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2019 Top 10 30-Something: Fernanda Beraldi

Top Ten 30 Somethings

ACC’s Top 10 30-Somethings program is now accepting nominations for 2020. To inspire you to make a nomination, each week we’ll post a 2019 winner’s profile until submissions close on Friday, December 6. Go here to learn how to become one of ACC’s 2020 Top 10 30-Somethings.


Fernanda Beraldi never imagined herself in Indiana or as a lawyer. Born in São Paulo, she initially studied medicine, but when she couldn’t bear the thought of losing a patient, she turned to law, lured by being involved in the “blueprint of making things.”

Beraldi has always been attracted to large industrial projects — her first in-house job was with Brazilian aerospace conglomerate Embraer (now Boeing Brasil) — because she loves the sense of accomplishment she feels when the complex machines leave the factory. Beraldi knew she needed to broaden her job prospects outside of her native country and applied for various LLM programs in the United States.

With her characteristic candor, Beraldi says her decision to move to Indiana was motivated by the full ride she received to Indiana University’s Robert H. McKinney LLM program. She also realized that a Brazilian woman would be an oddity among the cornfields. “I wanted to bring my own diverse experience and background to a space where I knew it would be an asset,” she explains. “I banked on it and double banked on it.”

Beraldi’s long shot paid off. Cummins, an industrial engine manufacturer with more than 62,000 employees serving customers in more than 190 countries and territories, was one of the companies that offered her a position in its ethics and compliance function — a field in which she had had prior exposure, but was not her main background.

In her four years at Cummins, Fernanda has led several efforts to improve the company’s ethics and compliance program. In her current role as senior director, she and her global team have been implementing regional ethics and compliance programs across the globe for the company’s employees and operations, as well as for the company’s 60 joint ventures, 600 distributor locations, and approximately 7,600 dealers.

One of her main initiatives is the education of regional business counterparts on acceptable practices and how one can, unknowingly, potentially violate anti-bribery laws by offering business courtesies in certain countries. Fernanda was also a driving force behind the company’s implementation of a human rights policy to meet a growing number of supply-chain transparency regulations and ensure compliance with the Cummins Supplier Code of Conduct.

Trade restrictions also apply to the company. To make sure third-party sellers in high-risk regions understand that they cannot sell a Cummins product in a sanctioned country, for example, Beraldi supported the creation of a training system that is separate from Cummins’ employee training — it is specifically tailored to third parties and what they see day-to-day.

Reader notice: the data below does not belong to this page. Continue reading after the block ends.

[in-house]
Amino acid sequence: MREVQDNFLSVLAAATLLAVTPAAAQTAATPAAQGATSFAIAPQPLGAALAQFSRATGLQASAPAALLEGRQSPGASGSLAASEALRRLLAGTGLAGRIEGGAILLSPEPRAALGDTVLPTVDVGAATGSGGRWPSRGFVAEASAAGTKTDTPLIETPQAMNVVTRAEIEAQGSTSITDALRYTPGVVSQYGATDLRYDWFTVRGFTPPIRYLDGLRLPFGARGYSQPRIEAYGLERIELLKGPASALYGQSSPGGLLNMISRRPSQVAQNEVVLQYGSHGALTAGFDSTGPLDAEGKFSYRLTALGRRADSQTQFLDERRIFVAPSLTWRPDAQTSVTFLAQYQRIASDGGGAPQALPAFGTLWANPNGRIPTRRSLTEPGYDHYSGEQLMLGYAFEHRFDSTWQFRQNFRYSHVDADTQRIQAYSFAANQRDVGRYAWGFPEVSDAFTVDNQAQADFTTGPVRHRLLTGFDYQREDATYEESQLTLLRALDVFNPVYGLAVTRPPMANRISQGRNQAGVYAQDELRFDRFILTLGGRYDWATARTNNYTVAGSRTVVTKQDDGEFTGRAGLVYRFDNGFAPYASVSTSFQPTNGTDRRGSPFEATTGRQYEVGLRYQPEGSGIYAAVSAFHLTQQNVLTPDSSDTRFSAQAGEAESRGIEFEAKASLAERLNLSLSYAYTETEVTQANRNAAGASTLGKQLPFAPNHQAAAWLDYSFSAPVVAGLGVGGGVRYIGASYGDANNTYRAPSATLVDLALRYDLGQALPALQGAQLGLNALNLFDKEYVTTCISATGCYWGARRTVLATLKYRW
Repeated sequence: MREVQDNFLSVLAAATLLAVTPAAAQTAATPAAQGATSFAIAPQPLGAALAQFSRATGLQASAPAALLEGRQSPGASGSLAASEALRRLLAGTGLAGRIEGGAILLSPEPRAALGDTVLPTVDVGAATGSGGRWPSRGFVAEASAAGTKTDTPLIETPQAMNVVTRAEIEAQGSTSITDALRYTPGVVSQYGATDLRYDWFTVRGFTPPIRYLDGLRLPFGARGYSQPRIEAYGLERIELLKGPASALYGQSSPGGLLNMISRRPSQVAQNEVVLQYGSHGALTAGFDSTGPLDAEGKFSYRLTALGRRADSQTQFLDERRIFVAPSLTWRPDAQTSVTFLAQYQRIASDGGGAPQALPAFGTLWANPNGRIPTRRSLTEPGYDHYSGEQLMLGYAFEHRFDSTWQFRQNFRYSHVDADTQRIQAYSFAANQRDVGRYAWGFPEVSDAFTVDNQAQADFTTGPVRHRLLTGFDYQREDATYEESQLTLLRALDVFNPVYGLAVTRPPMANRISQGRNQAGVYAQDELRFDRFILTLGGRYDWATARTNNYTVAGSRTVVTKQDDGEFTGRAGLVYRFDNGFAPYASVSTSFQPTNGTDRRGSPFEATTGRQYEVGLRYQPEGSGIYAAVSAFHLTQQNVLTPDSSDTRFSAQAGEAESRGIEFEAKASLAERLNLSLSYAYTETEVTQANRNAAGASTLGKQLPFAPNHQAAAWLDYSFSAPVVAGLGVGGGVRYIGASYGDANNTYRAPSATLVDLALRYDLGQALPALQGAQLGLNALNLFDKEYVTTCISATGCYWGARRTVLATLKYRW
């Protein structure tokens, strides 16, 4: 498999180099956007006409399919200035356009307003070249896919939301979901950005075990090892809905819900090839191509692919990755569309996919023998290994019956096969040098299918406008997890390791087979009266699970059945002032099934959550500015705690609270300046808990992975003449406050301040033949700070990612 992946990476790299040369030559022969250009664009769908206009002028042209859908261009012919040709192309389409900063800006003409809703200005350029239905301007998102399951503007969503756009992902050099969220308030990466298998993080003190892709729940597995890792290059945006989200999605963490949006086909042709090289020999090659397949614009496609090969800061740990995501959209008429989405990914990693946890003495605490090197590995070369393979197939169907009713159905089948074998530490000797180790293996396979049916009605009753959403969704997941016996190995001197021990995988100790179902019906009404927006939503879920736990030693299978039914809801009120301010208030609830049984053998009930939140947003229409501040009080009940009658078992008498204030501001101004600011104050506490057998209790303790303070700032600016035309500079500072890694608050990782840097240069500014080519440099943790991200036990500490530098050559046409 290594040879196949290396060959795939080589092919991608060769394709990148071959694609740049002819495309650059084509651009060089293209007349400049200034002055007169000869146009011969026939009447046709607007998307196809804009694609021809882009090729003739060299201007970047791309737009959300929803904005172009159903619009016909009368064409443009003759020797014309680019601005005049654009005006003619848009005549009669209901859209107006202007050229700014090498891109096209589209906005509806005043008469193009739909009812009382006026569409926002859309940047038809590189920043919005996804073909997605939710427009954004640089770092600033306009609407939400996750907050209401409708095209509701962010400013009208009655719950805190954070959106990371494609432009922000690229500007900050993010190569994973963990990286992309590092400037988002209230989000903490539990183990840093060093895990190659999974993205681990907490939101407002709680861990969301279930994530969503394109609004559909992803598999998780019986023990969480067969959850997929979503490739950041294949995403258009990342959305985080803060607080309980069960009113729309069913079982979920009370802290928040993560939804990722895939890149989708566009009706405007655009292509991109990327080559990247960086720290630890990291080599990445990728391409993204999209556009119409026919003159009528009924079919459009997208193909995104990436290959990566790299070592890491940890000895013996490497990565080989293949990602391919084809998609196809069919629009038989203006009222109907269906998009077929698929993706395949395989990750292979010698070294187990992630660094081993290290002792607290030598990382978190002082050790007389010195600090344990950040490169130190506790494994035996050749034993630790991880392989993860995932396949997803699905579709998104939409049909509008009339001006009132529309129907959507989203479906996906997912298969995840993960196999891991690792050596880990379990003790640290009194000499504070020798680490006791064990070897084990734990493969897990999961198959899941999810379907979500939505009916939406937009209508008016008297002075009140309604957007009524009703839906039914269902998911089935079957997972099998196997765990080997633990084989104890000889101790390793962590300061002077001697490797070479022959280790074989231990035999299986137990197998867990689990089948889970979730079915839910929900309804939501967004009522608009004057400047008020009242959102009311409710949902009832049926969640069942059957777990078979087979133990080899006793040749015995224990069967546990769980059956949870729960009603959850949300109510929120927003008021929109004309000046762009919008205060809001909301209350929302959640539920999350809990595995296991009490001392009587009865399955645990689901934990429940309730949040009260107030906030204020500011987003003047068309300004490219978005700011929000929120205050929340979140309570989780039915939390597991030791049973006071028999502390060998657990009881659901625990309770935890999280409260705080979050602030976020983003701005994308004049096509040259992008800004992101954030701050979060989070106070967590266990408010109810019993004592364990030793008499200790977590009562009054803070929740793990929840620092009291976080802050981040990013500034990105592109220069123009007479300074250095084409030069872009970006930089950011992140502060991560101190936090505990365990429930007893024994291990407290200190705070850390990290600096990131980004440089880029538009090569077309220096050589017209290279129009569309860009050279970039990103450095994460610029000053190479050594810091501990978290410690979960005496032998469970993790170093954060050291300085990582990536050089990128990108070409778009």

Beraldi is realistic that violations may occur despite the team’s commitment to ethics and compliance. But Beraldi insists that Cummins’ overall commitment to integrity is very strong. “At Cummins, integrity in doing business and in everything we do is taken very seriously. We have history of that: For example, in 1981, in a stand against apartheid, Cummins turned down a solicitation to build a potentially profitable diesel engine plant in South Africa when the government said the company would not be allowed to have a fully integrated workforce,” she points out.

In addition to her ethics and compliance position, Beraldi has a desire to drive meaningful change. With her Indianapolis-based ethics and compliance cohorts, this led her to co-found Business Ethics Indiana. The initiative, based at Marian University in Indianapolis, now has members from more than 30 companies. Her ethics and compliance peers, who came from all different fields, realized they had a single thing in common: “We had never taken a single ethics and compliance course during our college or graduate classes.”

A local businessman was so taken with the idea that he bankrolled Marian University with a gift of approximately US$9 million dollars to create the Frank Walker Center of Applied Ethics. The center’s vision is to steer more people into the ethics and compliance space and create a compliance certificate or degree, among other initiatives.

It may not even be five years after she moved to Indiana, but Beraldi has already had a major influence on the community — and Cummins’ operations around the world.


More 2019 Top 10 30-Somethings

Thomas Cluderay

Lewis Dolezal

April A. Goff

Sadeq M. Kahn

William K. Piotrowski

Erin K. Stewart

About the Author

Joshua H. shields is the managing editor of the Association of Corporate Counsel.


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